2. zevpaiss says:

    I am happy to share my experiences as well. It is not all positive but like you said it is best if it gives those thinking about this way of living a realistic set of expectations.

  3. Sally Anne says:

    I have to agree with you. Cohousing is dominated by a ruling nazi-like clique and unless agree with them you will be shunned. It’s a nightmare. It’s a myth that it’s consensus driven.

    • CJ says:

      Thank you so much for reading my blog. All the blogs I can find are just rainbows and sunshine! I don’t want people to buy in (or rent) and find their place a nightmare like I did. Please, keep reading and commenting and share your experience.

  4. Flower says:

    I looked up Diana Leafe Christian. Apparently she’s written several books. I always peruse the critique section as I find them more interesting and revelatory than the glowing reviews, although you have to wade through a bunch of poorly written critiques. The first thing that caught my eye was this, “She has said that living in an intentional community “is the longest, most expensive, personal growth workshop you will ever take.” This is a huge red flag–at least for me.

    Also she lived in Northern Calif and grew up in LA and her bio states that during the 1970s and 80s she also wrote for “New Age” magazines. I was born and raised in California and exposed to the “New Age” mindset, so those are other huge red flags.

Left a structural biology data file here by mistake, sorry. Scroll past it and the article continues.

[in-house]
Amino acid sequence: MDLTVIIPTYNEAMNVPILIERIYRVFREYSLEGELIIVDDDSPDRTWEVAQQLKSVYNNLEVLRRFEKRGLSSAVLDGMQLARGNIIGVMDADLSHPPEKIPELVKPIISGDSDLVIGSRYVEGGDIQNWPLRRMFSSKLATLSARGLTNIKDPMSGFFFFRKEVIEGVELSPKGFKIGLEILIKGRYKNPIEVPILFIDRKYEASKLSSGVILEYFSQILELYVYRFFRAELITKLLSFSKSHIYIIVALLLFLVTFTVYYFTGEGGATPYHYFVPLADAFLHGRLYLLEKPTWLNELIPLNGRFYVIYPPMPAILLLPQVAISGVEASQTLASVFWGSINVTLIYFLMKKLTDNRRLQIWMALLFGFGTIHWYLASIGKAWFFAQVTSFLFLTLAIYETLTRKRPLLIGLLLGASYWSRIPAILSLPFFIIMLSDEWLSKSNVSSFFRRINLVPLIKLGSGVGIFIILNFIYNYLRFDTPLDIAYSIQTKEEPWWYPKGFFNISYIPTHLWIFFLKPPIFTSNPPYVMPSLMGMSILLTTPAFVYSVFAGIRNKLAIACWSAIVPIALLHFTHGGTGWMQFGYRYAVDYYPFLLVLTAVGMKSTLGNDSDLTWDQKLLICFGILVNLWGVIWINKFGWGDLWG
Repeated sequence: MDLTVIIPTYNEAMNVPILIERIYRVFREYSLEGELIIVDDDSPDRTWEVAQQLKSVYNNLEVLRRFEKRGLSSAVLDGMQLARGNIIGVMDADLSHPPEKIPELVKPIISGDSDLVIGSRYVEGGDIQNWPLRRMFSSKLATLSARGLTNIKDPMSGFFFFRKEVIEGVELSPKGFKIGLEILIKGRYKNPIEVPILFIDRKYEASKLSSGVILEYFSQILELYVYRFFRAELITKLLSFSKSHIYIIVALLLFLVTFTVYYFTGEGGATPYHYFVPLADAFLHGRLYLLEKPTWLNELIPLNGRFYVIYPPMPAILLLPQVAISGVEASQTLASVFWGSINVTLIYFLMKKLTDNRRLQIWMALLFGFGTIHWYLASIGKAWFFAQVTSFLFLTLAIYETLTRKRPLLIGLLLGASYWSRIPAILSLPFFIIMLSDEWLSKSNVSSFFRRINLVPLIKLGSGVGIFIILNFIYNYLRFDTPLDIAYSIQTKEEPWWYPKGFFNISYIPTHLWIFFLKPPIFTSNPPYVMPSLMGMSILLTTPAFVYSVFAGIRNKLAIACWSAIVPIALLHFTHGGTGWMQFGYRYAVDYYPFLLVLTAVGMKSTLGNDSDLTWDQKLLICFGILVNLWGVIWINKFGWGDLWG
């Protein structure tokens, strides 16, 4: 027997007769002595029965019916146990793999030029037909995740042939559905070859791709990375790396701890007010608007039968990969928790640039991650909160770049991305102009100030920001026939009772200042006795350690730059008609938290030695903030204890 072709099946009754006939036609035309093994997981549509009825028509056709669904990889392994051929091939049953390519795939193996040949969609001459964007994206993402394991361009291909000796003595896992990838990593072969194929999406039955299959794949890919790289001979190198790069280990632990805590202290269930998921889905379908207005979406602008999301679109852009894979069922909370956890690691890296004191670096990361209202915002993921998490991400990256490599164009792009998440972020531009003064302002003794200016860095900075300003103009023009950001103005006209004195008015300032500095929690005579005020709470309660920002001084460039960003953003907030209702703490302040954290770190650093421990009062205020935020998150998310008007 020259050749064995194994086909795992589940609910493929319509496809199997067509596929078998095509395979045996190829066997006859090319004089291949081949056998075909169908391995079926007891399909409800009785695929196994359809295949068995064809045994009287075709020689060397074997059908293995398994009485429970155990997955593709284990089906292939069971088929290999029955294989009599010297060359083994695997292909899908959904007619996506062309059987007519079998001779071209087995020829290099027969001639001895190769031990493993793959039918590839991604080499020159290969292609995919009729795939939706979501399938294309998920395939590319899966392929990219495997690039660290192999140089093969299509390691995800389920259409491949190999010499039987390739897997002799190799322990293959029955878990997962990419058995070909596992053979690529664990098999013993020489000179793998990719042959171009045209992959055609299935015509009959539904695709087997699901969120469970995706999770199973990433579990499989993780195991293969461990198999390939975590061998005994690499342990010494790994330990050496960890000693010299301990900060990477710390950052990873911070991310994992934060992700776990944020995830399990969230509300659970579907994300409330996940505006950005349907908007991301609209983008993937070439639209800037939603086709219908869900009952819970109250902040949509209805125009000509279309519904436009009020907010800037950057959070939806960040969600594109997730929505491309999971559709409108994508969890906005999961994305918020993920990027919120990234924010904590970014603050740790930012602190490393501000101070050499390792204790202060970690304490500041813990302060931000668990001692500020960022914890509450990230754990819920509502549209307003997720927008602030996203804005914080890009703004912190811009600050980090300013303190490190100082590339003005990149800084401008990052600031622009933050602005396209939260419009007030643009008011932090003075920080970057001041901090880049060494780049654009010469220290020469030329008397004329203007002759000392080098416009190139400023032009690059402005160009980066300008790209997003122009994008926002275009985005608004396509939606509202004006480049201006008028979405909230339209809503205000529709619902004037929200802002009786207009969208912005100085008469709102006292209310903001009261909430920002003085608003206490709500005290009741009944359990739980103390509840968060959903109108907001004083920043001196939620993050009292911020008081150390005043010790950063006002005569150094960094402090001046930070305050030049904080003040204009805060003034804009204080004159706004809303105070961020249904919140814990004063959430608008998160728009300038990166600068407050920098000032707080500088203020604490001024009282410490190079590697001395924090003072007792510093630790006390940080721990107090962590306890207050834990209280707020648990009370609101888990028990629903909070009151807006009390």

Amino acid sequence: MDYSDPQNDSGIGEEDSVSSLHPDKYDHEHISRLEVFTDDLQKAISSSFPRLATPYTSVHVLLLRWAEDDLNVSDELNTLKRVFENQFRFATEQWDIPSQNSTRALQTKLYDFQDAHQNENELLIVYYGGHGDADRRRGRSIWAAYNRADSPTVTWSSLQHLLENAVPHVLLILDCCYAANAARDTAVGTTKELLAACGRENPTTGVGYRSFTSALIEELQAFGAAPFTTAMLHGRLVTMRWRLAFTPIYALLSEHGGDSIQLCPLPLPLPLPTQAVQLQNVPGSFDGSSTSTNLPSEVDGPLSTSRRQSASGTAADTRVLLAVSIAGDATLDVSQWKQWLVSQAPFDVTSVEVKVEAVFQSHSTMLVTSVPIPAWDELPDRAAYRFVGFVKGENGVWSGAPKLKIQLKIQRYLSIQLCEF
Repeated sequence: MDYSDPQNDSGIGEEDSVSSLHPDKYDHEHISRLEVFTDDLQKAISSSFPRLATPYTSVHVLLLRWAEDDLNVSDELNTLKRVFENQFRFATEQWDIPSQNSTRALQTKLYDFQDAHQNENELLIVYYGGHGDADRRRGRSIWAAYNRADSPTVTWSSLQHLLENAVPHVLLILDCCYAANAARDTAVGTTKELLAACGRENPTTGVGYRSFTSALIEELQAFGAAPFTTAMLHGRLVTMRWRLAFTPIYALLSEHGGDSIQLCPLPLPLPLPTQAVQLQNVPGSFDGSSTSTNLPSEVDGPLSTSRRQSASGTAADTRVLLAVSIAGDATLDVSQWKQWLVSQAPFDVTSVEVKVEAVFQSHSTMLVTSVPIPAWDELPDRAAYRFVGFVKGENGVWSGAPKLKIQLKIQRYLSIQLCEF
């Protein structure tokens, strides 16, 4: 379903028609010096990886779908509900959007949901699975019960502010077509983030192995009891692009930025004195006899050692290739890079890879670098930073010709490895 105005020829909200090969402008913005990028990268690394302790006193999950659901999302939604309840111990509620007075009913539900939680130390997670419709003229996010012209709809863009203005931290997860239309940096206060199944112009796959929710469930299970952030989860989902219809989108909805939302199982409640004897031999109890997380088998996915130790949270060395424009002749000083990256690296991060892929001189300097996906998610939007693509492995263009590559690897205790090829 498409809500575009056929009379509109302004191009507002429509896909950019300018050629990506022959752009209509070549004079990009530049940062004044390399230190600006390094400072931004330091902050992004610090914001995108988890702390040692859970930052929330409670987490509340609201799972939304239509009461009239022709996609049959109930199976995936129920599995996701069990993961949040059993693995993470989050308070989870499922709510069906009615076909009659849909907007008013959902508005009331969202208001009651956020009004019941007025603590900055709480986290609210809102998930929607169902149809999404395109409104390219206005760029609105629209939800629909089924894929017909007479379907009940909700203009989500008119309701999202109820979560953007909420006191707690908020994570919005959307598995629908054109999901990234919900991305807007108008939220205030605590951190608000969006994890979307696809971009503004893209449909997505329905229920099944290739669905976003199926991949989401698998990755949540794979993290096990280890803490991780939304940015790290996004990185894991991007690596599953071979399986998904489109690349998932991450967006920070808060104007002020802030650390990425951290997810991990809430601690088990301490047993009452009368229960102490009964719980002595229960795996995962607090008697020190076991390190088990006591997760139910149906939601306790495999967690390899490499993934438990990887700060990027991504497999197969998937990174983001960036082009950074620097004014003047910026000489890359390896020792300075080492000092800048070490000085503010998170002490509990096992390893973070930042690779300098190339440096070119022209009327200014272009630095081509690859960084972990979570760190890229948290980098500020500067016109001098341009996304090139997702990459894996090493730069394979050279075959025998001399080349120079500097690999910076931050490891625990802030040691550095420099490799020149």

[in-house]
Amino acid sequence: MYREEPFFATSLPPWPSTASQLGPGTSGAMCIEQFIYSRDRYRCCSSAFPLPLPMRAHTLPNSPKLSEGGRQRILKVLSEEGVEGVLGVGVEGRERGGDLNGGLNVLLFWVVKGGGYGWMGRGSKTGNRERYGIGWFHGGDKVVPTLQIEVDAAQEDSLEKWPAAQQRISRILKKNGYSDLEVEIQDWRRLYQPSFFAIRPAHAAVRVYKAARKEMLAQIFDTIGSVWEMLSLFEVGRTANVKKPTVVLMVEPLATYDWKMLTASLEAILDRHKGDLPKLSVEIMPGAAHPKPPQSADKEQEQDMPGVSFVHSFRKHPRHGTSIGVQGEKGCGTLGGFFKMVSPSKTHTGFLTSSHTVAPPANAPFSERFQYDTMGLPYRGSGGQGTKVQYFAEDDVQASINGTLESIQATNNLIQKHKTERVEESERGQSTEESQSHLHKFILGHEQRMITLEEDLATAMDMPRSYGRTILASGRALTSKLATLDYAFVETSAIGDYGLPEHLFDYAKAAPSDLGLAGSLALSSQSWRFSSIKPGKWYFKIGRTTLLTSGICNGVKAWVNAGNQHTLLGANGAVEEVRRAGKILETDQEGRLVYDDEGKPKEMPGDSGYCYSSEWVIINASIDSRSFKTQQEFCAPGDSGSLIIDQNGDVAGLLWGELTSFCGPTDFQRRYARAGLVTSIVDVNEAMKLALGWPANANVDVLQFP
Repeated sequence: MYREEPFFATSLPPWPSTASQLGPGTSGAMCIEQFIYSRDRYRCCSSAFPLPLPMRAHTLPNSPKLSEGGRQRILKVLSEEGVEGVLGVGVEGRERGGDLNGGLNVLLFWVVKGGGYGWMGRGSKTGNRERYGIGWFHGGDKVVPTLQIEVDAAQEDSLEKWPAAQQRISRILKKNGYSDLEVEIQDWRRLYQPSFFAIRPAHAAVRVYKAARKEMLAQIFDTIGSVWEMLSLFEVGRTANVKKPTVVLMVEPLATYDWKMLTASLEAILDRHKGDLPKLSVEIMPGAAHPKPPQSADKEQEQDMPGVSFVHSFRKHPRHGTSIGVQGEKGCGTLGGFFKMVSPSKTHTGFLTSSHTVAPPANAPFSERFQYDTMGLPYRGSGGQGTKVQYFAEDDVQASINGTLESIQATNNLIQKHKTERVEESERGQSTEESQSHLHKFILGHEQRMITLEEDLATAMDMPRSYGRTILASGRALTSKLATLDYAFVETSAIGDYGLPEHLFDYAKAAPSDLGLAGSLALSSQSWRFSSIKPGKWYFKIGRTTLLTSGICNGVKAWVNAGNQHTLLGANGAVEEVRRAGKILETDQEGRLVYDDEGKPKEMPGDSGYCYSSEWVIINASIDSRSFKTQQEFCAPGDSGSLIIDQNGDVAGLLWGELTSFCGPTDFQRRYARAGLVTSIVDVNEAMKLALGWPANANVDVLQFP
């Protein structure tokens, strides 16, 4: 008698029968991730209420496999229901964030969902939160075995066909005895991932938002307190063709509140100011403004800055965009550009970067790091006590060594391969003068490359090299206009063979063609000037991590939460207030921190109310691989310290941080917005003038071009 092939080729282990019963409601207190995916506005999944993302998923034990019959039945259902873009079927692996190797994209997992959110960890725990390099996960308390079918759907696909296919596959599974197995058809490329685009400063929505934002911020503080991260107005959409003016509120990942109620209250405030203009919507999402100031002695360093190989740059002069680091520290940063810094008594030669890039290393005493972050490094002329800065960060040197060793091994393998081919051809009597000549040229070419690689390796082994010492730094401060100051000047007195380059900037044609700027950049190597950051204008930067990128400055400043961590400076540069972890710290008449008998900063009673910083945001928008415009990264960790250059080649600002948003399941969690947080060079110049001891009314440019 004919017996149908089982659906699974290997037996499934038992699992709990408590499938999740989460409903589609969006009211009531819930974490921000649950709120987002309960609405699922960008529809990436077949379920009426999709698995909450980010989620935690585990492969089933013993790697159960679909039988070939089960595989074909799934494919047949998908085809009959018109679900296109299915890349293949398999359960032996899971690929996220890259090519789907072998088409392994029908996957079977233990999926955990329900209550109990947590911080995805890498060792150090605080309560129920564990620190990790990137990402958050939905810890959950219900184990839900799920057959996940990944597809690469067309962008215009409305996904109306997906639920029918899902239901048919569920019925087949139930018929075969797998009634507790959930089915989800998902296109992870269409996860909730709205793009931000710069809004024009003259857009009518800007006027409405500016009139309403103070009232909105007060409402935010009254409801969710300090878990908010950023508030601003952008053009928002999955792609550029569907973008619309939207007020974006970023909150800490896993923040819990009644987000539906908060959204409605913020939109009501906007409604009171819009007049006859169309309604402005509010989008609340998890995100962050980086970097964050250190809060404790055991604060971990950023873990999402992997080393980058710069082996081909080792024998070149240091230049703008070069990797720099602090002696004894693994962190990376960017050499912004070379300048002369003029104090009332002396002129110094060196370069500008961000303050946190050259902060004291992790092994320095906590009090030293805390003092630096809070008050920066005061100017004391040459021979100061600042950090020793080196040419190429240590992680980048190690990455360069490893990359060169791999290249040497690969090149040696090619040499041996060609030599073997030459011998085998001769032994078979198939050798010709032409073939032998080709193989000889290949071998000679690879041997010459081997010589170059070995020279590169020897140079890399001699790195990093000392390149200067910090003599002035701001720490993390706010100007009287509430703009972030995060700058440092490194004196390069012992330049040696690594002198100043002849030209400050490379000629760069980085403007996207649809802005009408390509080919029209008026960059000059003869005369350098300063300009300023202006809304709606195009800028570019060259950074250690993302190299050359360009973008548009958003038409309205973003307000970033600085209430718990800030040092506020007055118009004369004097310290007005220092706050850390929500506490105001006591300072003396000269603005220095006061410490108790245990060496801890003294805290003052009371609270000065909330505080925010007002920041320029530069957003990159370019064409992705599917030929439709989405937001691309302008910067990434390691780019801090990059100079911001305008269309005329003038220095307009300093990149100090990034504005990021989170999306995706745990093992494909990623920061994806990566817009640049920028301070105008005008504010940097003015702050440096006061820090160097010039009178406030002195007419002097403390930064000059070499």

A critique of the book wrote, “Useful but only for a certain type of community” It went on to state, “However, it reads only for a very specific type of person. Very yuppie is the best way to describe it. Also for groups only attempting to form a highly exclusionary commune (think about 10 to 20 people at the most). It’s not really good advice for people who don’t come from a well off base (who can’t ask friends and family for loans of $20,000 plus or who have no substantial debt from the get go). It encourages kicking out people who are too different from the initial niche group, which while in some cases may help prevent disaster in other examples it just seemed exclusionary of anyone who isn’t extroverted and neurotypical. I also question the “green” advice the book gives since many of these communities wanted to grow far beyond what the land they owned can actually self sustain. I also don’t see much help in the advice that complex projects require ample planning and structure.”

    There’s more, but I’ll leave it at that. This type of housing is targeted towards certain types of people and I’m not one of them. At least there wasn’t incessant references to “free babysitting” in “puff pieces” which was refreshing. Still it’s not for me.

  5. CJ says:

    The costs alone keep many out of cohousing. I found one that had affordable units but then I think he clash of class values may have come into play. For some ecovillages and communes they have more say in who can join and they can kick them out.

Leave a Reply

Fill in your details below or click an icon to log in: Logo

You are commenting using your account. Log Out /  Change )

Twitter picture

You are commenting using your Twitter account. Log Out /  Change )

Facebook photo

You are commenting using your Facebook account. Log Out /  Change )

Connecting to %s